Hanoi is very busy and full of life with a fascinating mix of old and new Vietnam with Chinese and French influences and the oldest existing city in Southeast Asia. Hanoi is changing quickly but still retains a strong sense of identity with a lot of things to see. From the architecture of the Old Quarter and the French Quarter to Ho Chi Minh’s Mausoleum and the Temple of Literature or the famous Hoan Kiem Lake, the Vietnamese capital lends itself to exploration. Anyone who has ever visited Hanoi will probably tell you that it may be the most beautiful city in Southeast Asia. People have settled down here along the Red River for a thousand of years and you will find architectural remains left by all who conquered this great valley.
One of the reasons that Hanoi has attracted so many tourists over the years is its Old Quarter (36 old streets and guilds). It is an area well-known for the history, the architecture, the enormous amount and diversity of products and even the everyday life of its local residents. Although the old section of Hanoi is often called the “36 Old Streets,” there are more than 36 actual streets. Some researchers believe that the number 36 came from the 15th century when there might have been 36 guild locations, which were workshop areas, not streets. When streets were later developed, the guild names were applied to the streets. In fact, there are now more than 70 streets in the area. Although many of the streets no longer sell the products after which they were named, some still do. Today, the Old Quarter has become the unique classical feature of Hanoi, and the inspiration of numerous writers, poets, and painters, and one of the desired tourist destinations in Hanoi. To fully explore the Old Quarter in Hanoi, prepare your feet for a day of walking street to street and taking in the locals’ daily life, the old-style narrow streets and houses, the colorful souvenir shops, and of course trying some of the most tasty traditional foods of Hanoians.
The French Quarter remains true to its name, a French cultural outpost in Indochina. Lying to the south and east of Hoan Kiem Lake, Hanoi’s French Quarter has grand boulevards and elegant French colonial buildings like the Opera House based on the neo-Baroque Paris Opera, complete with gray slate tiles imported from Francemand the Metropole hotel recall the French conquering power’s influence. One block east of the Opera House is Hanoi’s Museum of History, an elaborate blend of Vietnamese palace and French villa, a style that came to be called Neo-Vietnamese. Trang Tien, the main artery of the French Quarter, is still a busy shopping street where you’ll find bookshops and art galleries as well as cafés and hotels.
Modeled after the Mausoleum of Lenin in Russia, Ho Chi Minh Mausoleum is one-of-its kind in the world. The building is dedicated to house Ho Chi Minh’s preserved body and a place where visitors can express their admiration and gratitude towards the national hero while. It is popularly known among Vietnamese as Uncles’ Mausoleum, for the intimate and familiar atmosphere Ho Chi Minh always created when he was alive.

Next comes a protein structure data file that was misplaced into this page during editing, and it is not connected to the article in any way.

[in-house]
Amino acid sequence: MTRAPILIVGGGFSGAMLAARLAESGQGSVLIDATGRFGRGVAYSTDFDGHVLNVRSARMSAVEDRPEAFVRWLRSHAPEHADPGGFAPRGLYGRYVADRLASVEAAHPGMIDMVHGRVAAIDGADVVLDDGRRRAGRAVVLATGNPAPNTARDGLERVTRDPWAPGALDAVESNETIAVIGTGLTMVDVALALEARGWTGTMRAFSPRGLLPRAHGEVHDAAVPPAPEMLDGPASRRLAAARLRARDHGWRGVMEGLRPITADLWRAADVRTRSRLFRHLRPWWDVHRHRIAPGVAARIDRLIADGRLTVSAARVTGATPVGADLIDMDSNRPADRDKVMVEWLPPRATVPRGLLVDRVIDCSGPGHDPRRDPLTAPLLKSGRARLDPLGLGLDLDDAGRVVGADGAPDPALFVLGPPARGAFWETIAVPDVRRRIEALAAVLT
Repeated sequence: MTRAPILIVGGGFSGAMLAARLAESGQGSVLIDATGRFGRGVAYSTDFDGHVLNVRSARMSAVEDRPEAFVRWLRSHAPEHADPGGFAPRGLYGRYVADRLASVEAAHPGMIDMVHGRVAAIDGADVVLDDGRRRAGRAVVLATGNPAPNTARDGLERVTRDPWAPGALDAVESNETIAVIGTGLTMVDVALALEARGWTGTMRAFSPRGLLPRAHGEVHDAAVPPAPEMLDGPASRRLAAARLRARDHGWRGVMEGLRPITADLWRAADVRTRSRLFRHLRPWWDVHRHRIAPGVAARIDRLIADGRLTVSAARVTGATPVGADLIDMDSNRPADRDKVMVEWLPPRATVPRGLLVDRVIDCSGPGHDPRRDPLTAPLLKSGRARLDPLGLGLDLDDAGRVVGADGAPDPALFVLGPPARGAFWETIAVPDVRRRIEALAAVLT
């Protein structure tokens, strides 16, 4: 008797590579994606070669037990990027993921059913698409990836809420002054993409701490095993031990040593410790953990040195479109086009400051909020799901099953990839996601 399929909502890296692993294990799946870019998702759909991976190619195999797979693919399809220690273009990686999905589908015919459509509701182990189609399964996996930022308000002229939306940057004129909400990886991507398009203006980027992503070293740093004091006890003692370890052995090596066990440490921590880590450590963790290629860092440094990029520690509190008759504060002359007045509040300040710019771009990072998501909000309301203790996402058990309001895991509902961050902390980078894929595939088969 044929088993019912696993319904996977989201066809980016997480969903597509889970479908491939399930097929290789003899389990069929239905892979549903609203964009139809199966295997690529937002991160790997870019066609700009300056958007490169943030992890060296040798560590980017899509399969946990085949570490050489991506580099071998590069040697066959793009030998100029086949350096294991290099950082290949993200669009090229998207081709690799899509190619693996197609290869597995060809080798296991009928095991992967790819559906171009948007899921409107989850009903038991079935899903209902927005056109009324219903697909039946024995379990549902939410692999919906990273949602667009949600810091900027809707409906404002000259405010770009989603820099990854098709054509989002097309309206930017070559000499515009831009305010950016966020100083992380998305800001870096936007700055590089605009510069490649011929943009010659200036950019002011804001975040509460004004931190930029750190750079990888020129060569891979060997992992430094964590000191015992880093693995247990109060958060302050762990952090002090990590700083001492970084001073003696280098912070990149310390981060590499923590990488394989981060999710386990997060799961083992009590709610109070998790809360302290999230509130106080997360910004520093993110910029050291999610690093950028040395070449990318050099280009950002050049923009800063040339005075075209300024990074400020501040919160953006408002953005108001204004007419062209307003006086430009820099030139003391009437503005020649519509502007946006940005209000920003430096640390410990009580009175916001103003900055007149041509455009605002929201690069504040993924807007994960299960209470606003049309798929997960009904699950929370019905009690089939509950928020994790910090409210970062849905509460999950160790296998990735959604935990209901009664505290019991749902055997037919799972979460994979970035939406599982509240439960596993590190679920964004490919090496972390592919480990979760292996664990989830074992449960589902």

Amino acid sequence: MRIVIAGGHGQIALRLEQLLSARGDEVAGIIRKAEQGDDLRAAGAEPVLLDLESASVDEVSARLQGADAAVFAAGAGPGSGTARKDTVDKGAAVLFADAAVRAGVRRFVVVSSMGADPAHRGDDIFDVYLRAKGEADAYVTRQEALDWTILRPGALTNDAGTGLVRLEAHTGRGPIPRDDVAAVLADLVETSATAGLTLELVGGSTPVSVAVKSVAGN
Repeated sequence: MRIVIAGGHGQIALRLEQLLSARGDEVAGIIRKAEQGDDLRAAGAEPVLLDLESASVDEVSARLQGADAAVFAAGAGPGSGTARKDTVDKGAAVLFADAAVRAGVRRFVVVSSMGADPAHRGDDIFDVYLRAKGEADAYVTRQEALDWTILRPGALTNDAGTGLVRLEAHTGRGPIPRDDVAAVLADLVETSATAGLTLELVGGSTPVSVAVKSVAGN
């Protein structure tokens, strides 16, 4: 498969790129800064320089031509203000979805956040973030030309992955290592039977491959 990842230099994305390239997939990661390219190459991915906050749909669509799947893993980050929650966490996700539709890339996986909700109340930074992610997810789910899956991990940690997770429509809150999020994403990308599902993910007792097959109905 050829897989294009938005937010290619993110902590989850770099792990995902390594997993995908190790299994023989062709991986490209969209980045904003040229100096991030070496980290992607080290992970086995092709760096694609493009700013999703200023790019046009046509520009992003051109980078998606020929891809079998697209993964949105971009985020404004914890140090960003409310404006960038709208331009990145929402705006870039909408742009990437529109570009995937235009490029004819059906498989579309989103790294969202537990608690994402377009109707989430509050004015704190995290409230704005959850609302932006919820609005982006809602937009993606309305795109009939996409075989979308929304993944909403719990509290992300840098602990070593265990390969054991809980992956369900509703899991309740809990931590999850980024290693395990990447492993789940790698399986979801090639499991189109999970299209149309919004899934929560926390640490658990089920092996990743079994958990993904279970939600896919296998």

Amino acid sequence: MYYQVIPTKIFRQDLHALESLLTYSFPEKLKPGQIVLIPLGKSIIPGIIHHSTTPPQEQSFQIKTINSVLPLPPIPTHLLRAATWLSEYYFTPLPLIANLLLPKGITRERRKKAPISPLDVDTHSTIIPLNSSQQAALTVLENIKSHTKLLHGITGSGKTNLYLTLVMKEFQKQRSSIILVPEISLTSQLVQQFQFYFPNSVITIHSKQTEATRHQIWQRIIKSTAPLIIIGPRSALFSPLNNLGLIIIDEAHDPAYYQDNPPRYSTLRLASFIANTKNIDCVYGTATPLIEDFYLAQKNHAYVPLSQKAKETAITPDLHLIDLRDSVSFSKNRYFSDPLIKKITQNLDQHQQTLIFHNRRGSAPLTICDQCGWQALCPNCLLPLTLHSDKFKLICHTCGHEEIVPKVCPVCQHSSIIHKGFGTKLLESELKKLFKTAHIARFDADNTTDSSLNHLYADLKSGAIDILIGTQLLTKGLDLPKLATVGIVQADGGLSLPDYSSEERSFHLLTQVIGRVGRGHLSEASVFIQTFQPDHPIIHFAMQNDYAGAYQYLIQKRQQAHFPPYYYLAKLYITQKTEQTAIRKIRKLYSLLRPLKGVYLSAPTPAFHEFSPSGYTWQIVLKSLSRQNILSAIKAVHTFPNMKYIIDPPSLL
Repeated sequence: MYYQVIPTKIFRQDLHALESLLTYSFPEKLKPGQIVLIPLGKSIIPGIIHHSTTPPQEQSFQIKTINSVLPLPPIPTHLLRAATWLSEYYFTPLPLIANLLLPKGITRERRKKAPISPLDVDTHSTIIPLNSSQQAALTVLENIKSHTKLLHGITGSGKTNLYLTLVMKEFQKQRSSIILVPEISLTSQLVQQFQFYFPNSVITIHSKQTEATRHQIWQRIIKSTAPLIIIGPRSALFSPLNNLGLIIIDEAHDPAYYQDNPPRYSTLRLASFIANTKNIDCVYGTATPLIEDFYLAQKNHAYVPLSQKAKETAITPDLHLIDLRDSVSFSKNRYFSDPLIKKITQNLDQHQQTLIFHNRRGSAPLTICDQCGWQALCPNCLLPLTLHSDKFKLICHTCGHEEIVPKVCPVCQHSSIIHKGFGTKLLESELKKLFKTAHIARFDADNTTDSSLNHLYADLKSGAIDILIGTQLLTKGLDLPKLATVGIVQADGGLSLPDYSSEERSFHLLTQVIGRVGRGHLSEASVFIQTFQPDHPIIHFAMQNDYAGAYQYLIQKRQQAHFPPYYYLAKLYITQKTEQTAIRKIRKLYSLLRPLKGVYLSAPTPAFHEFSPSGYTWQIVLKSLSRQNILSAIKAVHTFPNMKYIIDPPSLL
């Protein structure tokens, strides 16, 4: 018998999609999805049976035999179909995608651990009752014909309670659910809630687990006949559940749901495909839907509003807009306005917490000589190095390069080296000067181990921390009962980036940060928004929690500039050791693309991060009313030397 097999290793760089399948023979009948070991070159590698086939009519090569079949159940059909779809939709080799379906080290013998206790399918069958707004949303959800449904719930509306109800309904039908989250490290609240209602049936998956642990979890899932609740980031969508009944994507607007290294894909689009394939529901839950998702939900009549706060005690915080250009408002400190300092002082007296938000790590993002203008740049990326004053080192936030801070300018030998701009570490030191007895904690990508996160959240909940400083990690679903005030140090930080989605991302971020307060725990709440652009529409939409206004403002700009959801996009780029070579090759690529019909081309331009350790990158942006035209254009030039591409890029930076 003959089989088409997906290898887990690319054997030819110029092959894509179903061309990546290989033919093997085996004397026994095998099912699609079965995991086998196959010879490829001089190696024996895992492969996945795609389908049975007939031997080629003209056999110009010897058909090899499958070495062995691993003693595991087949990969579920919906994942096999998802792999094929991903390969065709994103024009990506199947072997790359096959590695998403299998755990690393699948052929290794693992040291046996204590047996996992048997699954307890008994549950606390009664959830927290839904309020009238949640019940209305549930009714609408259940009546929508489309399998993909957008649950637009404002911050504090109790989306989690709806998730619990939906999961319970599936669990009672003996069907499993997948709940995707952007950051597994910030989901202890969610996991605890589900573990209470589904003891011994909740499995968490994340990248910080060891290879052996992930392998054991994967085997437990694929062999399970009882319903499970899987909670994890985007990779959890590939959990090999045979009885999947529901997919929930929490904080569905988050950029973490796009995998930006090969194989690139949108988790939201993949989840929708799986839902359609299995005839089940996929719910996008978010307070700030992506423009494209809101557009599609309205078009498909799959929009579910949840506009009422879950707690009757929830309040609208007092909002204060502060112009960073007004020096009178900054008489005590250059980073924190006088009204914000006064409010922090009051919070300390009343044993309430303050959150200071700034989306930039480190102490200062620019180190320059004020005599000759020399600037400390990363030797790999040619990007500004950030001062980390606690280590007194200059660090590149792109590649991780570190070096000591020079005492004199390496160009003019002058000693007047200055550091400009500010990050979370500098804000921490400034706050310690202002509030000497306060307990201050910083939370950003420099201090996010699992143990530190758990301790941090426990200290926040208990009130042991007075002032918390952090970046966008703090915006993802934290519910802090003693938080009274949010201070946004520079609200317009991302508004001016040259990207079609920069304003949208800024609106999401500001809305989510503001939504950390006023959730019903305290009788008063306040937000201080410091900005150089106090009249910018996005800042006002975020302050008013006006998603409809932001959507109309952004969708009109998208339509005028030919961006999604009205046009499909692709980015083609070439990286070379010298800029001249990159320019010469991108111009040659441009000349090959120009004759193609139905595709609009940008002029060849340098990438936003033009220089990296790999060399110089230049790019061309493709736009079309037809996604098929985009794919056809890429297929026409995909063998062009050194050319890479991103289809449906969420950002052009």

Visiting the Mausoleum is free of charge but involves a set of strictly enforced regulations. No short skirts or tank tops are allowed and there is high level of security check upon arrival. Day packs can be put in a safe deposit before you enter but make sure you do not carry many valuable items with you. Taking photos, talking or finger-pointing are strictly prohibited inside the mausoleums.
Checking and claiming bags at the entrance can be slow, so pack lightly if possible. Lines can wind up to 2 km long, as this site attracts 14.000 visitors per day. Hours are limited to 8 am–11 am daily except for Mondays and Fridays, it’s also closed September through November when Ho’s remains receive maintenance work.
The temple of literature is dated back to 1070 and is the oldest university in Hanoi and was for centuries the place where the emperor recruited his mandarins for his goverment.
These days it’s a national monument and open to the public and very interesting to see.
It’s pretty much in the center of Hanoi and quite easy to get to.
It consists of four courtyards with the last one having a temple dedicated to Confucius and there is a statue of him in there.
Hoan Kiem Lake is centrally located and minutes walking from Hanoi’s Old Quarter. The water color of Hoan Kiem Lake is not commonly found in other lakes elsewhere in the country: greenish, with dark or light shade depending on the reflection of the sky. The lake is full of tortoise. If you are lucky enough you will see one of these giant animals rising out of the water. And because tortoise is considered a sacred animal in Vietnam’s culture (along with dragon, phoenix and unicorn), Hoan Kiem Lake then become a holy place that domiciled tortoise.